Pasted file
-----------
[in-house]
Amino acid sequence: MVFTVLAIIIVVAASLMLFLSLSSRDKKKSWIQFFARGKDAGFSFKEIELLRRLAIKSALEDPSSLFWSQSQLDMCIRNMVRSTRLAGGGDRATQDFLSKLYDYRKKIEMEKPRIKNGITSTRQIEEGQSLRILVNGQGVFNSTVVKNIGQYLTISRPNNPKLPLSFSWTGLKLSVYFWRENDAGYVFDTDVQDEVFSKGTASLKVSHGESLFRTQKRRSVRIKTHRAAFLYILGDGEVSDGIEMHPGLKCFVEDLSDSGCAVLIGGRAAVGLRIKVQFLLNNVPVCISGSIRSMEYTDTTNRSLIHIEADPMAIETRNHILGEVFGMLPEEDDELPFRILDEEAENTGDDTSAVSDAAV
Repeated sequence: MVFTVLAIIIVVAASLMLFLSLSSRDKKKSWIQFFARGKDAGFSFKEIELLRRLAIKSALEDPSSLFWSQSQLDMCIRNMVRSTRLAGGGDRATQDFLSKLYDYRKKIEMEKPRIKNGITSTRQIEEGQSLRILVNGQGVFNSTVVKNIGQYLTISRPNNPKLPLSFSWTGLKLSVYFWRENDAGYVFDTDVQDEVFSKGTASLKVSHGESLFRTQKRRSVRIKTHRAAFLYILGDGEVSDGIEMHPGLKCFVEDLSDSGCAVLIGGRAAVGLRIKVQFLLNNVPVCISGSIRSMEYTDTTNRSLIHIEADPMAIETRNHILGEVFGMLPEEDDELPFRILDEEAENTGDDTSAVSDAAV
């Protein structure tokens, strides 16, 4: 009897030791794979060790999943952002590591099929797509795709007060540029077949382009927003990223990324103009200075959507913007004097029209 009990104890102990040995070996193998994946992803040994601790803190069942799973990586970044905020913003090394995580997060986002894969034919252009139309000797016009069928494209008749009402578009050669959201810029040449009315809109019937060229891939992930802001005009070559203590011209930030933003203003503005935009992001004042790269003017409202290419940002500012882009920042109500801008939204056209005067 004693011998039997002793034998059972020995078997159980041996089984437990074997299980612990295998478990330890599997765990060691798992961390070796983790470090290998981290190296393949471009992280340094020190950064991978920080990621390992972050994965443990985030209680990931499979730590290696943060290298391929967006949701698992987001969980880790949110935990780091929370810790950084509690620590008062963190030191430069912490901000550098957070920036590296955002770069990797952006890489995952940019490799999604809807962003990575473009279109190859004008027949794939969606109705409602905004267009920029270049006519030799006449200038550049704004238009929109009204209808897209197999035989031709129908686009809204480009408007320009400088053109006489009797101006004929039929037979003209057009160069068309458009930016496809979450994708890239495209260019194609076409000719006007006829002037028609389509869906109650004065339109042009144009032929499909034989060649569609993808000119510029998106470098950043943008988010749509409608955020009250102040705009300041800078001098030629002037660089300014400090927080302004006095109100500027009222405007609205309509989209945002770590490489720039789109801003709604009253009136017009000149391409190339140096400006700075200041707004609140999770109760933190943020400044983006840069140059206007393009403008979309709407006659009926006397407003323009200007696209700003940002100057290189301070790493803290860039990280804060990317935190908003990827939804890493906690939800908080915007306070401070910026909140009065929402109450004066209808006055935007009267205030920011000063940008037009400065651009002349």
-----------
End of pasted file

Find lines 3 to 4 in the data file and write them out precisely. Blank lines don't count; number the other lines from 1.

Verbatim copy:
Repeated sequence: MVFTVLAIIIVVAASLMLFLSLSSRDKKKSWIQFFARGKDAGFSFKEIELLRRLAIKSALEDPSSLFWSQSQLDMCIRNMVRSTRLAGGGDRATQDFLSKLYDYRKKIEMEKPRIKNGITSTRQIEEGQSLRILVNGQGVFNSTVVKNIGQYLTISRPNNPKLPLSFSWTGLKLSVYFWRENDAGYVFDTDVQDEVFSKGTASLKVSHGESLFRTQKRRSVRIKTHRAAFLYILGDGEVSDGIEMHPGLKCFVEDLSDSGCAVLIGGRAAVGLRIKVQFLLNNVPVCISGSIRSMEYTDTTNRSLIHIEADPMAIETRNHILGEVFGMLPEEDDELPFRILDEEAENTGDDTSAVSDAAV
């Protein structure tokens, strides 16, 4: 009897030791794979060790999943952002590591099929797509795709007060540029077949382009927003990223990324103009200075959507913007004097029209 009990104890102990040995070996193998994946992803040994601790803190069942799973990586970044905020913003090394995580997060986002894969034919252009139309000797016009069928494209008749009402578009050669959201810029040449009315809109019937060229891939992930802001005009070559203590011209930030933003203003503005935009992001004042790269003017409202290419940002500012882009920042109500801008939204056209005067 004693011998039997002793034998059972020995078997159980041996089984437990074997299980612990295998478990330890599997765990060691798992961390070796983790470090290998981290190296393949471009992280340094020190950064991978920080990621390992972050994965443990985030209680990931499979730590290696943060290298391929967006949701698992987001969980880790949110935990780091929370810790950084509690620590008062963190030191430069912490901000550098957070920036590296955002770069990797952006890489995952940019490799999604809807962003990575473009279109190859004008027949794939969606109705409602905004267009920029270049006519030799006449200038550049704004238009929109009204209808897209197999035989031709129908686009809204480009408007320009400088053109006489009797101006004929039929037979003209057009160069068309458009930016496809979450994708890239495209260019194609076409000719006007006829002037028609389509869906109650004065339109042009144009032929499909034989060649569609993808000119510029998106470098950043943008988010749509409608955020009250102040705009300041800078001098030629002037660089300014400090927080302004006095109100500027009222405007609205309509989209945002770590490489720039789109801003709604009253009136017009000149391409190339140096400006700075200041707004609140999770109760933190943020400044983006840069140059206007393009403008979309709407006659009926006397407003323009200007696209700003940002100057290189301070790493803290860039990280804060990317935190908003990827939804890493906690939800908080915007306070401070910026909140009065929402109450004066209808006055935007009267205030920011000063940008037009400065651009002349």